The survey reinforced two previous findings by the NEPO team. The first is lack of geographical concentration: cities in upstate São Paulo, such as Piracicaba and Limeira, in addition to cities like Campinas, Jundiaí and Santa Fé do Sul — due to international investments in agriculture or industry — are the destinations of more immigrants and are finding themselves in situations previously common only in state capitals like São Paulo, which until the early 2000s was the almost exclusive destination of foreigners. “Surplus population follows international capital allocations, although the city of São Paulo continues to be a reference in the minds of immigrants,” says Baeninger.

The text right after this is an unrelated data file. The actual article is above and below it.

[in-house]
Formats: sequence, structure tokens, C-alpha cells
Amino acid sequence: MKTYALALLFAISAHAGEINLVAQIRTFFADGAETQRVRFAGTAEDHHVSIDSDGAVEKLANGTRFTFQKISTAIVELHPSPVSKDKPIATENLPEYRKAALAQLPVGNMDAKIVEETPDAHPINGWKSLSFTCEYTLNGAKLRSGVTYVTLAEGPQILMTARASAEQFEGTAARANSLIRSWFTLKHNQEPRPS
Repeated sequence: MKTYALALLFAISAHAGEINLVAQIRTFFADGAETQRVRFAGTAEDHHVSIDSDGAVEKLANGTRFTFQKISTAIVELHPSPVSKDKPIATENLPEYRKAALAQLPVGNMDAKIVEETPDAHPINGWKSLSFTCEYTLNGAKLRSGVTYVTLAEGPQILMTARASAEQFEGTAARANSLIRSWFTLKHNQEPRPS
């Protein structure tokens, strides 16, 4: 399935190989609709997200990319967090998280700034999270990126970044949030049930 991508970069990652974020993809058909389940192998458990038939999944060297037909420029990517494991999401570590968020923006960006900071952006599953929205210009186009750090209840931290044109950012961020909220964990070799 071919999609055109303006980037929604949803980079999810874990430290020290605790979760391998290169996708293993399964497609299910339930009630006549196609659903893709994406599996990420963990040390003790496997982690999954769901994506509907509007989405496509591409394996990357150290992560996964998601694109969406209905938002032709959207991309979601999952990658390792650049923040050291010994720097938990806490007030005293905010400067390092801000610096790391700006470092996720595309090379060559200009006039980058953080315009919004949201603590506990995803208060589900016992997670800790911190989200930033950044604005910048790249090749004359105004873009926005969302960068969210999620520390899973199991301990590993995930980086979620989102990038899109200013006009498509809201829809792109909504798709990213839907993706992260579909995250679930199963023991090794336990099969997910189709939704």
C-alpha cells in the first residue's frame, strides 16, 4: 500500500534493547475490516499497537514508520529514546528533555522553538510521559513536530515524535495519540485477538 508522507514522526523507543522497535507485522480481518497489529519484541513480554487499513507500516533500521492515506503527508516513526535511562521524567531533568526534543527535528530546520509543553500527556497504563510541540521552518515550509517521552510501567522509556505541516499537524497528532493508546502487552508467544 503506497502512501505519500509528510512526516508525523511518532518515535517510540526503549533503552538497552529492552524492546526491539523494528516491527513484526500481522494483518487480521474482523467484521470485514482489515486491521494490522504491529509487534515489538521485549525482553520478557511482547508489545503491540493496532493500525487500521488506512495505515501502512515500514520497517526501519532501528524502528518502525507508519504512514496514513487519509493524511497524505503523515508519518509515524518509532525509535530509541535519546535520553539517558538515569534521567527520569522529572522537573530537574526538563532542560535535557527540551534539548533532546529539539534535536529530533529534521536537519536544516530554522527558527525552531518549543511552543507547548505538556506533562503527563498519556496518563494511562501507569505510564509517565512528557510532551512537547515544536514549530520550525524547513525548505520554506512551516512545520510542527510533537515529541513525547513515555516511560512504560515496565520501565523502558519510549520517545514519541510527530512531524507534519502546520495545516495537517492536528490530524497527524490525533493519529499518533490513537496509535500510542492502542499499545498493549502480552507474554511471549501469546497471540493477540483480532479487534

The second conclusion is that the immigration wave of the last 10 years — consisting of Bolivians, Peruvians and other Latin Americans, plus Haitians, Senegalese and Congolese beginning in 2010 — runs contrary to tacit historical assumptions. “Since the late 19th century, people have come to believe that, for an immigrant to be accepted, he had to be white and European, and current immigrants are indigenous peoples who speak Spanish, such as Bolivians, or blacks who speak French or Creole, like the Haitians,” says Baeninger, who has been working in this field for 30 years. According to her, the distance from the historical white European standard, the absence of an explicit need for foreign labor and the lack of local, state and federal public policies to promote the social interaction of the 21st-century immigrants, is generating what she calls “distancing in relation to the other” and hostile reactions.